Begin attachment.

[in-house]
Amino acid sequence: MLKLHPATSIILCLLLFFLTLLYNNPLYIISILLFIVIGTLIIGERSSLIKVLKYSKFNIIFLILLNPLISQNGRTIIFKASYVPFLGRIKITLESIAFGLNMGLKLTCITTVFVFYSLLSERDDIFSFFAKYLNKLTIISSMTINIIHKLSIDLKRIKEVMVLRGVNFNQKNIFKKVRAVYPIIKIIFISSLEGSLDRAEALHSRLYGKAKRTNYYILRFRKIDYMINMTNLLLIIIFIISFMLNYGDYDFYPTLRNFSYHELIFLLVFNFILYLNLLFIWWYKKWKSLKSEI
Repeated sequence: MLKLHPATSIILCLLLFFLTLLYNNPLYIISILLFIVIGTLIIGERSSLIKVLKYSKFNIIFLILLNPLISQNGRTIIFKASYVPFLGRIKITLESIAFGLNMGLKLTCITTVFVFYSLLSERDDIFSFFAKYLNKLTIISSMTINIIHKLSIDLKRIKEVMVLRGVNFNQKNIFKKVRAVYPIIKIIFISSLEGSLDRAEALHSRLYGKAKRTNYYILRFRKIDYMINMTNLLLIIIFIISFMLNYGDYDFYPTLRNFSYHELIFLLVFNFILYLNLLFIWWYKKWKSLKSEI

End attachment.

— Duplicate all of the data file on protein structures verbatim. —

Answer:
[in-house]
Amino acid sequence: MLKLHPATSIILCLLLFFLTLLYNNPLYIISILLFIVIGTLIIGERSSLIKVLKYSKFNIIFLILLNPLISQNGRTIIFKASYVPFLGRIKITLESIAFGLNMGLKLTCITTVFVFYSLLSERDDIFSFFAKYLNKLTIISSMTINIIHKLSIDLKRIKEVMVLRGVNFNQKNIFKKVRAVYPIIKIIFISSLEGSLDRAEALHSRLYGKAKRTNYYILRFRKIDYMINMTNLLLIIIFIISFMLNYGDYDFYPTLRNFSYHELIFLLVFNFILYLNLLFIWWYKKWKSLKSEI
Repeated sequence: MLKLHPATSIILCLLLFFLTLLYNNPLYIISILLFIVIGTLIIGERSSLIKVLKYSKFNIIFLILLNPLISQNGRTIIFKASYVPFLGRIKITLESIAFGLNMGLKLTCITTVFVFYSLLSERDDIFSFFAKYLNKLTIISSMTINIIHKLSIDLKRIKEVMVLRGVNFNQKNIFKKVRAVYPIIKIIFISSLEGSLDRAEALHSRLYGKAKRTNYYILRFRKIDYMINMTNLLLIIIFIISFMLNYGDYDFYPTLRNFSYHELIFLLVFNFILYLNLLFIWWYKKWKSLKSEI